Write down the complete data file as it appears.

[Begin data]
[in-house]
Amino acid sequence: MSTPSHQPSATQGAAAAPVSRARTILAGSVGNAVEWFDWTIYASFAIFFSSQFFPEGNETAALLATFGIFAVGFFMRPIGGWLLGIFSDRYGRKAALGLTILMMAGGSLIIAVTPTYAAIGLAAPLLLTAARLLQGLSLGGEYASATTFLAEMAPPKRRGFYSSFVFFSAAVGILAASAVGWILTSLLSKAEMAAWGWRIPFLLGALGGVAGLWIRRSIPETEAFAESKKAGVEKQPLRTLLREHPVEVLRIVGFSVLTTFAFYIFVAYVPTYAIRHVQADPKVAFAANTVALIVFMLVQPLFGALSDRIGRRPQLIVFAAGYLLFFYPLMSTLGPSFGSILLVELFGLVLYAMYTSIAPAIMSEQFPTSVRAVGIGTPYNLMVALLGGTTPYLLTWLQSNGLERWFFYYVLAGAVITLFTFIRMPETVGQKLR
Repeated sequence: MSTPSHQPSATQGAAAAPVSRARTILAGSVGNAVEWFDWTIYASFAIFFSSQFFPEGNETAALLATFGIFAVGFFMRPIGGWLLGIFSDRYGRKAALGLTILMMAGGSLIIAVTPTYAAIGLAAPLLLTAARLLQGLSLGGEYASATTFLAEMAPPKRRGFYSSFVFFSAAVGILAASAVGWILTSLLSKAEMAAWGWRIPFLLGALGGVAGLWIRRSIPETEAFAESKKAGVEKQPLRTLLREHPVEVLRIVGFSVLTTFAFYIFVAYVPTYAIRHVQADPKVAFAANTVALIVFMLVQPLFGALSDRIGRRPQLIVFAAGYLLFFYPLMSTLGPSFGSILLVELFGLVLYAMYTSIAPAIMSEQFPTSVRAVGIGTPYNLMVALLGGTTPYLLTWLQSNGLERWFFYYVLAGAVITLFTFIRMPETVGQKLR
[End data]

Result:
[in-house]
Amino acid sequence: MSTPSHQPSATQGAAAAPVSRARTILAGSVGNAVEWFDWTIYASFAIFFSSQFFPEGNETAALLATFGIFAVGFFMRPIGGWLLGIFSDRYGRKAALGLTILMMAGGSLIIAVTPTYAAIGLAAPLLLTAARLLQGLSLGGEYASATTFLAEMAPPKRRGFYSSFVFFSAAVGILAASAVGWILTSLLSKAEMAAWGWRIPFLLGALGGVAGLWIRRSIPETEAFAESKKAGVEKQPLRTLLREHPVEVLRIVGFSVLTTFAFYIFVAYVPTYAIRHVQADPKVAFAANTVALIVFMLVQPLFGALSDRIGRRPQLIVFAAGYLLFFYPLMSTLGPSFGSILLVELFGLVLYAMYTSIAPAIMSEQFPTSVRAVGIGTPYNLMVALLGGTTPYLLTWLQSNGLERWFFYYVLAGAVITLFTFIRMPETVGQKLR
Repeated sequence: MSTPSHQPSATQGAAAAPVSRARTILAGSVGNAVEWFDWTIYASFAIFFSSQFFPEGNETAALLATFGIFAVGFFMRPIGGWLLGIFSDRYGRKAALGLTILMMAGGSLIIAVTPTYAAIGLAAPLLLTAARLLQGLSLGGEYASATTFLAEMAPPKRRGFYSSFVFFSAAVGILAASAVGWILTSLLSKAEMAAWGWRIPFLLGALGGVAGLWIRRSIPETEAFAESKKAGVEKQPLRTLLREHPVEVLRIVGFSVLTTFAFYIFVAYVPTYAIRHVQADPKVAFAANTVALIVFMLVQPLFGALSDRIGRRPQLIVFAAGYLLFFYPLMSTLGPSFGSILLVELFGLVLYAMYTSIAPAIMSEQFPTSVRAVGIGTPYNLMVALLGGTTPYLLTWLQSNGLERWFFYYVLAGAVITLFTFIRMPETVGQKLR